We live in a world where billions of dollars in marketing are spent each year to make us feel like we need more to make us happy. We have to be aware of this and be ok living a bit differently.

So, what actions can you start taking, today?

Perhaps it’s selling a car and sharing with your spouse. Downsizing your home. Wearing what you have and pursuing contentment. Eating out less, and grocery shopping with a strategy and budget.

All of this sounds awful, right? But I can tell you it really wasn’t that bad. When it’s a choice to cut back in pursuit of a preferred future, it can be invigorating! It’s all about shifting your perspective.

“But I want to enjoy my life…”

You may be thinking you’ll miss out on life. We found ways to have fun on our budget, and I don’t think we missed out on anything of significance. Like I said, Drew was able to quit his job, there’s plenty of ways to enjoy life without spending a lot of money, and now we have plenty of cushion for fun.

I have no regrets!

A few closing tips:

If you start changing your spending habits, I recommend viewing your decisions as an opportunity to share with others why you’re living differently rather than feeling embarrassed by your frugal lifestyle. I think you’ll be surprised with how many people will feel encouraged to do the same, as if they wouldn’t be alone if they stepped out of the norm, too.

If you make some intentional choices to pay off debt, it’s so important to renew your mind often and remember why you’re choosing to do this. Between wanting to purchase something, comparison to others, and consumerism, it can be tough. But the battle is worth it!

Ok, ok, one more thought: there’s GRACE in all of the above. Think of ways you can start managing your finances better, and find what works for you.

That’s all for now, folks!

Comment with any questions, and start following for future posts (right-hand side of page)!

❤ Em

Contentment in Consumerism World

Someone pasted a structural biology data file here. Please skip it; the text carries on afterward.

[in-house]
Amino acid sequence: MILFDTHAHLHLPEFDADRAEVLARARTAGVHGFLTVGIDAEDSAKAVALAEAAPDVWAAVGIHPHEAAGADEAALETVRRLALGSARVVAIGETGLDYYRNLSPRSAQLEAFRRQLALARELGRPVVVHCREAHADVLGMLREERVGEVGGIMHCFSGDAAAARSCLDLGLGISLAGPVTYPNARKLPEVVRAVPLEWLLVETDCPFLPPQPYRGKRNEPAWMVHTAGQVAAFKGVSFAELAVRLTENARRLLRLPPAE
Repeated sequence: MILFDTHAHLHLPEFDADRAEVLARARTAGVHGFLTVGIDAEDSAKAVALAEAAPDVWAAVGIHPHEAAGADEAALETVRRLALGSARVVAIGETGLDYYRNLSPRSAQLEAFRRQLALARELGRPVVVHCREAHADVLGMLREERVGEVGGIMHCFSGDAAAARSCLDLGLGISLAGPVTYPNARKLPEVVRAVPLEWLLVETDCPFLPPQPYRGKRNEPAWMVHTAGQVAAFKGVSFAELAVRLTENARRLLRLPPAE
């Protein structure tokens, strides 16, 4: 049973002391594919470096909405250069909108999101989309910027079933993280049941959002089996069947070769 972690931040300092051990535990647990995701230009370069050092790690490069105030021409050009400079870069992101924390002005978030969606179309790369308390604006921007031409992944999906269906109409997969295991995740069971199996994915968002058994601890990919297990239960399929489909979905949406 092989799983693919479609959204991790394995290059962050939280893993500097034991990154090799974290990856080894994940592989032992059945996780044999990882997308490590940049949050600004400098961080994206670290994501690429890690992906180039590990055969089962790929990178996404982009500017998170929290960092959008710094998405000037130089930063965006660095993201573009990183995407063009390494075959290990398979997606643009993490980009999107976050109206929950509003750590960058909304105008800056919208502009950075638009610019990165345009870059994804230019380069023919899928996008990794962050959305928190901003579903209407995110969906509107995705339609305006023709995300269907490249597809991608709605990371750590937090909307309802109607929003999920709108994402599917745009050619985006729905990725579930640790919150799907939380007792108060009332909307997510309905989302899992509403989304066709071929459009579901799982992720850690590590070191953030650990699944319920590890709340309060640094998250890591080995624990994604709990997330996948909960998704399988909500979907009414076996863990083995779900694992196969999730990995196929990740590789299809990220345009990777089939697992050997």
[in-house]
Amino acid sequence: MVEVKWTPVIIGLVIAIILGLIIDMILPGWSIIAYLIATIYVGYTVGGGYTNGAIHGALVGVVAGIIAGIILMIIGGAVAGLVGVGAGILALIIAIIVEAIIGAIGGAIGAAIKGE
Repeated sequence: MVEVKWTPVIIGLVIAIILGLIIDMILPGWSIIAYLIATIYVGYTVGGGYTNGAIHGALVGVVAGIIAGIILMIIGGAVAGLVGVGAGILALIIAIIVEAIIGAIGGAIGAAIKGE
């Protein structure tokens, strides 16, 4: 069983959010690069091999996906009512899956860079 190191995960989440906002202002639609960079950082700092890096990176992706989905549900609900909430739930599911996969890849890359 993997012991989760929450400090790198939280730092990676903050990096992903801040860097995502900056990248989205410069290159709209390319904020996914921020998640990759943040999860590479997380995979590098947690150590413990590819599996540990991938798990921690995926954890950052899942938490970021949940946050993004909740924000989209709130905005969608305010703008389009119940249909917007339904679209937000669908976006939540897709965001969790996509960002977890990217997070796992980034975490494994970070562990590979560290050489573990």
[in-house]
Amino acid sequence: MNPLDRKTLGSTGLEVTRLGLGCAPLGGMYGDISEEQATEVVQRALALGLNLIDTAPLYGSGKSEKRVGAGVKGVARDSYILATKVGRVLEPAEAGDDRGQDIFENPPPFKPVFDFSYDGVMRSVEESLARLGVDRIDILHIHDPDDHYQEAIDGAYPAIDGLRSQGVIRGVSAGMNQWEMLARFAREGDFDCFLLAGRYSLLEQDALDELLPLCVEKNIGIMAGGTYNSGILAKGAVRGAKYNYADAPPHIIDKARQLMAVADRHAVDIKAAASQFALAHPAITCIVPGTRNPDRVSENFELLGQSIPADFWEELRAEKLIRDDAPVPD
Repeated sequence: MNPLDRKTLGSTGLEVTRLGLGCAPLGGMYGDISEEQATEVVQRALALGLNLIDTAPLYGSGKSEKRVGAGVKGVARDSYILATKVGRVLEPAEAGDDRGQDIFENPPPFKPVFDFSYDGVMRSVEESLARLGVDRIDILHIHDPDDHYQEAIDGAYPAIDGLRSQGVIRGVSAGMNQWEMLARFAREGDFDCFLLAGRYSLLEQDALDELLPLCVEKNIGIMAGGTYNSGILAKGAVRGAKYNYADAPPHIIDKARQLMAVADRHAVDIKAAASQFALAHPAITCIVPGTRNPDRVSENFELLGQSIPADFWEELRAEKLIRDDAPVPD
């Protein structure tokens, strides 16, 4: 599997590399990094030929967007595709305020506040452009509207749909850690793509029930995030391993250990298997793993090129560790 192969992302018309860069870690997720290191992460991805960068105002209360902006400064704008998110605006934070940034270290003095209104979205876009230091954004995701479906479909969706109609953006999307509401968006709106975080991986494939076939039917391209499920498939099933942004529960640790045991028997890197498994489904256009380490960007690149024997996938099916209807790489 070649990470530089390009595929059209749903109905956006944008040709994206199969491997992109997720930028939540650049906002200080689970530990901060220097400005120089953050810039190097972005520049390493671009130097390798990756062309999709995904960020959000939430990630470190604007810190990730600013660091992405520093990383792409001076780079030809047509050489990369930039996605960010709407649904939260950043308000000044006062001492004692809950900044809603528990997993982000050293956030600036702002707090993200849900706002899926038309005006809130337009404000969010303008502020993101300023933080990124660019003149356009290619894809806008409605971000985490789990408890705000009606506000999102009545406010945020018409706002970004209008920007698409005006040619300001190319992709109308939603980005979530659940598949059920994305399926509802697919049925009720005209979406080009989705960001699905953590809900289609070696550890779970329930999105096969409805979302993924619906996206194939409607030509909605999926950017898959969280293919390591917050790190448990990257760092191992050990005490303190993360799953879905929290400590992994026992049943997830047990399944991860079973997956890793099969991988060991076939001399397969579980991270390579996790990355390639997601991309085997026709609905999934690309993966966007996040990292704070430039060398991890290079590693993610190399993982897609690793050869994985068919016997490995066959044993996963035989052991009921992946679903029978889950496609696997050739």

Engagement Ring: Pursuing Contentment and Perspective

Why I Only Wear an Engagement Ring:

Blog-engagement ringMany people think I’m still engaged since I don’t wear (or own) a wedding band. This wasn’t planned, but something I intentionally chose after we got engaged.

Don’t get scared off…keep reading… I promise it’s a balanced perspective. 🙂

History of the Wedding Band and Perspective:

Before Drew proposed, I was learning a lot about margin (time, finances, possessions, etc.) and recently watched Blood Diamond. This is a movie based on true events of laborers in Africa being forced to find diamonds, a tragedy still going on today. I started thinking through the original meaning of a wedding band versus the focus and pressure our culture puts on finding the “perfect” (and often very expensive) ring.

I can picture the first wedding band now. I envision someone tying a piece of thread together or having the goldsmith create a beautiful wedding band out of metal.

Photo Cred: Met Museum of Art for far right image. This is from the 6th and 7th century…glad this didn’t stick!

While I love the meaning of showing the world you’re married, I don’t like how our society has taken the idea and run with it. Making a soon to be groom feel like the weight of his bride’s answer depends on the size of the diamond.

To support my point, check out these interesting facts about wedding bands:

  • The history of a wedding band dates back about 5,000 years ago and were often made from reeds or leather.
  • The tradition of a diamond engagement ring began in the 1400s.
  • Diamond engagement rings weren’t the norm in the US until ~1940 when De Beers created “Diamond is Forever” campaign to push the sale of diamond engagement rings.